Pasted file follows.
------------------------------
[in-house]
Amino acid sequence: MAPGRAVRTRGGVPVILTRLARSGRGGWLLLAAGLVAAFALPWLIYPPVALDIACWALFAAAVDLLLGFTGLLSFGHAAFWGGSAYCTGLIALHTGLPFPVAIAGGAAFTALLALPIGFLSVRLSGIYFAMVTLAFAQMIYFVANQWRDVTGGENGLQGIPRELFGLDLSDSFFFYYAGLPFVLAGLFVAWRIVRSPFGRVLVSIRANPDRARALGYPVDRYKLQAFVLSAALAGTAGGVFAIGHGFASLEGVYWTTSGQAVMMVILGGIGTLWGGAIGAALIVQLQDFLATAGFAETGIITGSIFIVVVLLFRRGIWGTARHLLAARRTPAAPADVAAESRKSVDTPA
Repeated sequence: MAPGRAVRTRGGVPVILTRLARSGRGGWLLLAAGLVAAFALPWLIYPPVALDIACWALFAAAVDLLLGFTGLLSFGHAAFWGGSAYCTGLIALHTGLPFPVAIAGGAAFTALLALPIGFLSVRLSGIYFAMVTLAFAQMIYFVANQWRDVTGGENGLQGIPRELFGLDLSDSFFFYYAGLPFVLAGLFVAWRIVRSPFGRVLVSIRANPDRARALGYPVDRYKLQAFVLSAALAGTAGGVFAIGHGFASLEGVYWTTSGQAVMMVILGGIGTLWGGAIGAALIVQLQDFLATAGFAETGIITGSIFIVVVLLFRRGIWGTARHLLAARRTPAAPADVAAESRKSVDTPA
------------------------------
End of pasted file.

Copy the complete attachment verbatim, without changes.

[in-house]
Amino acid sequence: MAPGRAVRTRGGVPVILTRLARSGRGGWLLLAAGLVAAFALPWLIYPPVALDIACWALFAAAVDLLLGFTGLLSFGHAAFWGGSAYCTGLIALHTGLPFPVAIAGGAAFTALLALPIGFLSVRLSGIYFAMVTLAFAQMIYFVANQWRDVTGGENGLQGIPRELFGLDLSDSFFFYYAGLPFVLAGLFVAWRIVRSPFGRVLVSIRANPDRARALGYPVDRYKLQAFVLSAALAGTAGGVFAIGHGFASLEGVYWTTSGQAVMMVILGGIGTLWGGAIGAALIVQLQDFLATAGFAETGIITGSIFIVVVLLFRRGIWGTARHLLAARRTPAAPADVAAESRKSVDTPA
Repeated sequence: MAPGRAVRTRGGVPVILTRLARSGRGGWLLLAAGLVAAFALPWLIYPPVALDIACWALFAAAVDLLLGFTGLLSFGHAAFWGGSAYCTGLIALHTGLPFPVAIAGGAAFTALLALPIGFLSVRLSGIYFAMVTLAFAQMIYFVANQWRDVTGGENGLQGIPRELFGLDLSDSFFFYYAGLPFVLAGLFVAWRIVRSPFGRVLVSIRANPDRARALGYPVDRYKLQAFVLSAALAGTAGGVFAIGHGFASLEGVYWTTSGQAVMMVILGGIGTLWGGAIGAALIVQLQDFLATAGFAETGIITGSIFIVVVLLFRRGIWGTARHLLAARRTPAAPADVAAESRKSVDTPA